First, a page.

After drawing sharp criticism on Monday, the State Department deleted a web article that showcased the President’s Mar-a-Lago estate and private club. The post, which had been available on the department’s ShareAmerica site since April 4, highlighted the compound’s “style and taste” while noting the central role the oceanside property has played in Trump’s presidency, having hosted state visits by Chinese president Xi Jinping and Japanese Prime Minister Shinzo Abe.
The post‘s tone was questioned after it gained wide notice on social media. “This reads almost as if it’s an advertisement for the private club,” says Jordan Libowitz, Communications Director of Citizens for Responsibility and Ethics in Washington (CREW). “This makes you question whether there were ulterior motives in mind.”
ShareAmerica, a State Department public diplomacy project that creates social media friendly stories about US politics, culture, and places, characterizes itself as a “platform for sharing compelling stories and images that spark discussion and debate on important topics like democracy, freedom of expression, innovation, entrepreneurship, education, and the role of civil society.” The Mar-a-Lago article was shared by the U.S. Embassy in London’s website, and promoted by the Facebook page of the State Department’s Bureau of Economic & Business Affairs.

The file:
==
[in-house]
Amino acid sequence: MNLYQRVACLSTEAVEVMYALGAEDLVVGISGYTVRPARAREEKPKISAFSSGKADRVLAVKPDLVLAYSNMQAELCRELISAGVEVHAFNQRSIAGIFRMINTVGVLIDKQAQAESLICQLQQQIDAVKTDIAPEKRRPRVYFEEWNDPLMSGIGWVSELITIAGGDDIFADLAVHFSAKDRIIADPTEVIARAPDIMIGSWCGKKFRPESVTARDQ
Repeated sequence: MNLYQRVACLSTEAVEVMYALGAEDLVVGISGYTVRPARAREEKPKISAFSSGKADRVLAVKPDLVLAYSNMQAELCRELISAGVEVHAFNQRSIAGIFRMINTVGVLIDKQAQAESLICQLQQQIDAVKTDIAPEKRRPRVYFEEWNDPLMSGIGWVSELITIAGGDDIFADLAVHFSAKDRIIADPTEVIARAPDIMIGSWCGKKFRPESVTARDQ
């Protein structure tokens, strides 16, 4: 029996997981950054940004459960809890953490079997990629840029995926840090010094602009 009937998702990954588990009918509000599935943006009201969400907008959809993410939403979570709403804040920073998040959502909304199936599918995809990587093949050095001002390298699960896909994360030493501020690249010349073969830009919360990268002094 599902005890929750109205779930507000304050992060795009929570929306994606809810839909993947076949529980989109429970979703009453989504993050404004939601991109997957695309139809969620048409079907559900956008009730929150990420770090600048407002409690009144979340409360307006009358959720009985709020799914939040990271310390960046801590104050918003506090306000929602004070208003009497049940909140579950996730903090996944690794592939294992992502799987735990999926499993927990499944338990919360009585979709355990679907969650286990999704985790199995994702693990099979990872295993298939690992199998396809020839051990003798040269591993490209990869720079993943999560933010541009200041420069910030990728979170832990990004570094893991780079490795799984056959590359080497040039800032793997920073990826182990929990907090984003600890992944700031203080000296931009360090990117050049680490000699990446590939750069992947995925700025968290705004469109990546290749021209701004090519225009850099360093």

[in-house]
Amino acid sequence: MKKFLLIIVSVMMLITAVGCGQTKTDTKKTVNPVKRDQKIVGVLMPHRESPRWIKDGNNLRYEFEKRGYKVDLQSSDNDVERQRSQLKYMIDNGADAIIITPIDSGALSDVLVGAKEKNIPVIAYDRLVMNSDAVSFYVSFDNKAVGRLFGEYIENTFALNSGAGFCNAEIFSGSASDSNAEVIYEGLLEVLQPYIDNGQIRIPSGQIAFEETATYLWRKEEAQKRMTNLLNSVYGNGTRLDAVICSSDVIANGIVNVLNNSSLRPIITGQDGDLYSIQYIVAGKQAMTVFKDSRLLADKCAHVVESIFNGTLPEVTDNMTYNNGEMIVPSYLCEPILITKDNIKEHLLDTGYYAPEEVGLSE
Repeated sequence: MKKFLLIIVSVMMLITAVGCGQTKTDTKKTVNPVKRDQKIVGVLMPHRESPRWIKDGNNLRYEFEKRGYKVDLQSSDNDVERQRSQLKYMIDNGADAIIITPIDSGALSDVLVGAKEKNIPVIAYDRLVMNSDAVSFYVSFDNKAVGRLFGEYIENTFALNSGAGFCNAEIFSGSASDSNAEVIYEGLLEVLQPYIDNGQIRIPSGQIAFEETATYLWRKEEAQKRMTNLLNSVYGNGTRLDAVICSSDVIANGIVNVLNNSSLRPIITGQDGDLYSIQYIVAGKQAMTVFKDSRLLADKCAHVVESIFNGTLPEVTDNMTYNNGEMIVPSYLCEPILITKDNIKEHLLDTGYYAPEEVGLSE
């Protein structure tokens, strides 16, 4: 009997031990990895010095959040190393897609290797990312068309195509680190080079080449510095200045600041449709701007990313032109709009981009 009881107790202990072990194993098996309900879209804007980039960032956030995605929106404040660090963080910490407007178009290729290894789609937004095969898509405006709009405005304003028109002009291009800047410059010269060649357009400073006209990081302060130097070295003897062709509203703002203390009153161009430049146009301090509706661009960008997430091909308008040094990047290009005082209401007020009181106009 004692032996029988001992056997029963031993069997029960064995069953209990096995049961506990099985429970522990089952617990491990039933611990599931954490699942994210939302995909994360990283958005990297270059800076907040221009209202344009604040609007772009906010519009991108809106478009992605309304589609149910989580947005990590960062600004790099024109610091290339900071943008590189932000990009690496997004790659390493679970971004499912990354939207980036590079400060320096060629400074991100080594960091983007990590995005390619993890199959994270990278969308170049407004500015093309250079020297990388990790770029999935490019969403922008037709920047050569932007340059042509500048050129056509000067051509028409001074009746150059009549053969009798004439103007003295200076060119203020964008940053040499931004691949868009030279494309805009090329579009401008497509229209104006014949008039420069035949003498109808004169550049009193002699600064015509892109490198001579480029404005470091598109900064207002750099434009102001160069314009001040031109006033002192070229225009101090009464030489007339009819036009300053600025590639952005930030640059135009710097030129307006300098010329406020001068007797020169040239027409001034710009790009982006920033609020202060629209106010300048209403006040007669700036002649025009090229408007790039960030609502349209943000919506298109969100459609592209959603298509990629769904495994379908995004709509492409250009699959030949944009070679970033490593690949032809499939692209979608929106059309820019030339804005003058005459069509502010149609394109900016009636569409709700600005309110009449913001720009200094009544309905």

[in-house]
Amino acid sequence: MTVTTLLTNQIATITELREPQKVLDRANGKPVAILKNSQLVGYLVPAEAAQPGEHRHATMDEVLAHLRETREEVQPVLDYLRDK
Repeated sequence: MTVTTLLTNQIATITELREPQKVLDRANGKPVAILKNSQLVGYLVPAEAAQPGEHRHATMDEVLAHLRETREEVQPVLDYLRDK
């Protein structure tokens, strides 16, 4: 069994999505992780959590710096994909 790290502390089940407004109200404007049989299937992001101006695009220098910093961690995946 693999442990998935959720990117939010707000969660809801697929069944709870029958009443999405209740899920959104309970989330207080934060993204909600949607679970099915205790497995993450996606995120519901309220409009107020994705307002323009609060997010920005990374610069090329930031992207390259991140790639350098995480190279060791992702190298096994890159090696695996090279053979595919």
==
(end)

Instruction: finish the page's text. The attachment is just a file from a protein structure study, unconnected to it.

The post drew the ire of Sen. Ron Wyden (D-Oregon):
— Ron Wyden (@RonWyden) April 24, 2017
“It’s somewhat out of the ordinary for government websites to be talking about current businesses of the sitting president. That’s not a situation we’ve really seen before,” says Libowitz.
A State Department official provided Mother Jones a short statement after deleting the post late on Monday: “The intention of the article was to inform the public about where the President has been hosting world leaders. We regret any misperception and have removed the post.”
Since his inauguration, Trump has spent 25 days at the club at a hefty cost to taxpayers and local residents. Mar-a-Lago’s initiation fee jumped to $200,000 around the same time that Trump entered office.
The ShareAmerica article included an outline of the estate’s history, noting that the original owner—the cereal titan Marjorie Merriweather Post—willed her Palm Beach, Florida compound to the US government, hoping it would be used as a presidential retreat. At the time, the 114-room mansion was rejected as being unsuitable. In 1985, Trump purchased the residence, refurbished it, and reopened it as a private club in 1995. The now-deleted ShareAmerica post frames Trump’s 2016 election victory as fulfilling the original owner’s plan: “Post’s dream of a winter White House came true with Trump’s election in 2016.”